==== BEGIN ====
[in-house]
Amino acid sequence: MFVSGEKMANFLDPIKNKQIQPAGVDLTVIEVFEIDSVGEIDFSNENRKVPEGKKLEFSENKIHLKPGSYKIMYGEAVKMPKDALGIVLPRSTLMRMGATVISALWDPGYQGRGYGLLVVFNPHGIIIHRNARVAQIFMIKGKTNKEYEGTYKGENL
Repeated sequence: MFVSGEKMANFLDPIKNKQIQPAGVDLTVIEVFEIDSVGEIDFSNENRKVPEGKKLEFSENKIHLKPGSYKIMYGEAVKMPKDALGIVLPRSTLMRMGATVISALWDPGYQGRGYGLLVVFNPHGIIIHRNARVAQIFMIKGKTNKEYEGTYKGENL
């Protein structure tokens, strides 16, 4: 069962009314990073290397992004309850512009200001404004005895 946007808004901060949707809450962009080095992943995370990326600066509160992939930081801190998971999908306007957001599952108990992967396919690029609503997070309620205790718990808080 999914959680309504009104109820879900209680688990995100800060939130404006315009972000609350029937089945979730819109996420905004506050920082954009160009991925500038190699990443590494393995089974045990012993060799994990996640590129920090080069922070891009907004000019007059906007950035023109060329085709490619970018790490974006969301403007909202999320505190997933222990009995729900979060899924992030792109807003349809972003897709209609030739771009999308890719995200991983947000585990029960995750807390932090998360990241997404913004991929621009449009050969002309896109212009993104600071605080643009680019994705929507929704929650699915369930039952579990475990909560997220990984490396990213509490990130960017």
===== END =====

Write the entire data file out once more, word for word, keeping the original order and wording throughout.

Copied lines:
[in-house]
Amino acid sequence: MFVSGEKMANFLDPIKNKQIQPAGVDLTVIEVFEIDSVGEIDFSNENRKVPEGKKLEFSENKIHLKPGSYKIMYGEAVKMPKDALGIVLPRSTLMRMGATVISALWDPGYQGRGYGLLVVFNPHGIIIHRNARVAQIFMIKGKTNKEYEGTYKGENL
Repeated sequence: MFVSGEKMANFLDPIKNKQIQPAGVDLTVIEVFEIDSVGEIDFSNENRKVPEGKKLEFSENKIHLKPGSYKIMYGEAVKMPKDALGIVLPRSTLMRMGATVISALWDPGYQGRGYGLLVVFNPHGIIIHRNARVAQIFMIKGKTNKEYEGTYKGENL
């Protein structure tokens, strides 16, 4: 069962009314990073290397992004309850512009200001404004005895 946007808004901060949707809450962009080095992943995370990326600066509160992939930081801190998971999908306007957001599952108990992967396919690029609503997070309620205790718990808080 999914959680309504009104109820879900209680688990995100800060939130404006315009972000609350029937089945979730819109996420905004506050920082954009160009991925500038190699990443590494393995089974045990012993060799994990996640590129920090080069922070891009907004000019007059906007950035023109060329085709490619970018790490974006969301403007909202999320505190997933222990009995729900979060899924992030792109807003349809972003897709209609030739771009999308890719995200991983947000585990029960995750807390932090998360990241997404913004991929621009449009050969002309896109212009993104600071605080643009680019994705929507929704929650699915369930039952579990475990909560997220990984490396990213509490990130960017």